Monday, June 14, 2010

The Rivalry of Saul for David

Rivalry. What does it mean? The dictionary says it is the act of competing or emulating. A second definition indicates it is the state or condition of being a rival. A rival is one who attempts to equal or surpass another, or who pursues the same object as another. We would say, a competitor. Can rivalry get us into trouble?

Do you remember David, from the Bible, the guy who killed Goliath with his sling shot? Would it be difficult for you or for any of us today to have envied David, to have jealousy for what he did?

Well, let me talk about somebody who did for a moment. After David has this great victory and receives all these great accolades for taking care of the fearsome, loathsome Goliath, Saul, who is the king, brings David to court, figuring he could honor David, probably thinking he could utilize David some way to make life better there for himself and the inhabitants who lived there with him. In fact, the invitation from Saul to David is somewhat of an honor for David, but at the same time David was just a boy and his place of honor was inferior, or should have been, to the place of a king's.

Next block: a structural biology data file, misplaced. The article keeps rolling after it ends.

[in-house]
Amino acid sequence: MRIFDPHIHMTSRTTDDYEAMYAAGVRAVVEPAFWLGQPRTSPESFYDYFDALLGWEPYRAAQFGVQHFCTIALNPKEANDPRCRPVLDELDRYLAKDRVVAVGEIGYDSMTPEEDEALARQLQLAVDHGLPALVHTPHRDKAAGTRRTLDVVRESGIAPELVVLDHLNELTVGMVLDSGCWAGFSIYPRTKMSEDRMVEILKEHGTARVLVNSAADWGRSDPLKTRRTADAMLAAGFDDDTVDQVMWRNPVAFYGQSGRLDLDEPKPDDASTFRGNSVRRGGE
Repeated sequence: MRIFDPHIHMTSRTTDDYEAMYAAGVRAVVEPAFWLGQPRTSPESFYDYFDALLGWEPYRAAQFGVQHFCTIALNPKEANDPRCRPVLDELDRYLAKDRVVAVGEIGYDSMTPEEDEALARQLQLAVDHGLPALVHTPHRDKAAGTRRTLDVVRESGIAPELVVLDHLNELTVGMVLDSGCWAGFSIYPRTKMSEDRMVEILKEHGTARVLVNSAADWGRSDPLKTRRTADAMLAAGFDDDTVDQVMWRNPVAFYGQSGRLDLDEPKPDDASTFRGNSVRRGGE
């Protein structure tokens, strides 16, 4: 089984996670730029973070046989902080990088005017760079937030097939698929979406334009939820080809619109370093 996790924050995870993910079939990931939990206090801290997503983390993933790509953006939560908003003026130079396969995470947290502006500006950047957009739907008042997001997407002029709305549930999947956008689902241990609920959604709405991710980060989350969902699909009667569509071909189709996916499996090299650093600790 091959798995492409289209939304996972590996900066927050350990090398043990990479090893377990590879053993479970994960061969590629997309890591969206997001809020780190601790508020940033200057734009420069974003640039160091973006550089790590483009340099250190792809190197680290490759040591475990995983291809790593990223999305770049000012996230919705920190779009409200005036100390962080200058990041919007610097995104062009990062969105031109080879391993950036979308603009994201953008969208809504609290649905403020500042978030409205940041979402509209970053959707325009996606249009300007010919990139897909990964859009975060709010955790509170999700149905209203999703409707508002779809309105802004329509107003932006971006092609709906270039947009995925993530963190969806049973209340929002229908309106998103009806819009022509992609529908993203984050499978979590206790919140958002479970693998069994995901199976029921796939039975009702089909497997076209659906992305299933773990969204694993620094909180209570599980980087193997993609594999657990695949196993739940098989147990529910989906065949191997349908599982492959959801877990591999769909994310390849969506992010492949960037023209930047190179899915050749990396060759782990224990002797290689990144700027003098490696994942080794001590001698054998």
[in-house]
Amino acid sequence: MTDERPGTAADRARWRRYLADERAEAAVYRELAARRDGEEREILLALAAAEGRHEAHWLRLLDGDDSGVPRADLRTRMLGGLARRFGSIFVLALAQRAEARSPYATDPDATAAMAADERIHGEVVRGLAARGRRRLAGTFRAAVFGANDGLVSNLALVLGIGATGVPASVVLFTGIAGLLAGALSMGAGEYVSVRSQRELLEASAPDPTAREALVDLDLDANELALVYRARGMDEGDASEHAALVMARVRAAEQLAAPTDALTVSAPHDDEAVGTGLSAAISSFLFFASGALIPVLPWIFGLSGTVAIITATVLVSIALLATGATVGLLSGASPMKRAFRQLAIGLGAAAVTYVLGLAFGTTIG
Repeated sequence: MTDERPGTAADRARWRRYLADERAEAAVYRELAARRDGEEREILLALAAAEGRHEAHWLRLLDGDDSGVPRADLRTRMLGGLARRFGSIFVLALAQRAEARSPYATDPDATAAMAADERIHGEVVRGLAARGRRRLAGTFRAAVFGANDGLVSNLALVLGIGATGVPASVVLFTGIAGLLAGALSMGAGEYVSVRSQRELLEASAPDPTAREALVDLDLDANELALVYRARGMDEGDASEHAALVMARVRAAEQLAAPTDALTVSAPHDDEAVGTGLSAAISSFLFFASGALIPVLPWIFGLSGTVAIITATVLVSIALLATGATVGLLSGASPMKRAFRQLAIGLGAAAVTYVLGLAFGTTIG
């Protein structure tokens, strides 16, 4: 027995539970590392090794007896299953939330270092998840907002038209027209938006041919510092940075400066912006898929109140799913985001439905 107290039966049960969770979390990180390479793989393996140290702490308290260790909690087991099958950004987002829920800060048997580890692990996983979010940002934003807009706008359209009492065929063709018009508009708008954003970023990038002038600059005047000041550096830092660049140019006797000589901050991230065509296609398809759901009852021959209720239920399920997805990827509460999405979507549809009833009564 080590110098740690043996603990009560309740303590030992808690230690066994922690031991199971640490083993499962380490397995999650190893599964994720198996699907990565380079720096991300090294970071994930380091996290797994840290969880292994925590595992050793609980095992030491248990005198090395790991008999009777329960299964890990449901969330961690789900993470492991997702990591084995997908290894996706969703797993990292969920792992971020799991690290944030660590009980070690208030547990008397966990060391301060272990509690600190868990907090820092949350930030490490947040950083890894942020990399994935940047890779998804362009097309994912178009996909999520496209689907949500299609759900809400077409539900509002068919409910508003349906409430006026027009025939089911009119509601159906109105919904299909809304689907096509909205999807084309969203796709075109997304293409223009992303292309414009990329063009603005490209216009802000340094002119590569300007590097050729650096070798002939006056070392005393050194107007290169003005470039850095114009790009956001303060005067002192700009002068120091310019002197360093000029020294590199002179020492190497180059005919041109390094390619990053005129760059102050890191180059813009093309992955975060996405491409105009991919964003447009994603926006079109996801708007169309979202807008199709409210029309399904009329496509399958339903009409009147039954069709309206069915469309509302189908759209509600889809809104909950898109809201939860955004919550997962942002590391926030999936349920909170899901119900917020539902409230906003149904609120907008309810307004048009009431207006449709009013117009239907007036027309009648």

However, the news of David's victory over Goliath apparently spreads, possibly gets amplified and exaggerated, maybe, and David receives the attention, fully deserved or not, of the masses --- well, possibly not the masses, but whatever. He soon becomes, it appears, more popular than even the king, Saul. This can all be read in 1 Samuel 18:5-16. So Saul has to contend with this circumstance, with David receiving greater attention and a greater following of the people than he himself. That had to be galling and incite jealousy and envy within Saul. And the Old Testament narrative indicates the same. Saul wavers between a type of submission to David because of David's popularity and a desire to kill the boy. Saul blames his son, Jonathan, saying the boy is unfaithful to his father, and that he is supporting his arrival, David. Saul massacres the priests at Nob just for honoring David. They become victims for merely honoring David for helping the people defeat an enemy.

So instead of killing David, who was still so popular, Saul has had these priests all killed, substituting them for David. I guess he thought nobody would care about the priests but they would about him killing David. Nonetheless, the killing doesn't solve this problem of Saul's of David getting more attention than him, and David continues to receive accolades and praise of the people, all to Saul's chagrin.

Next Saul sends his soldiers into battle with the Philistines, hoping to regain the attention of his people and receive their praise. But before the battle, he consults with a medium in Endor and lapses into a kind of insanity, receiving a chastisement from the dead prophet, Samuel. Saul loses the battle and kills himself.

What is interesting in this situation for me is that Saul, who held a more powerful position and place, becomes the rival the rival of David, a mere youth. Powerful people can become rivals of people generally seen as weaker than them.

No comments: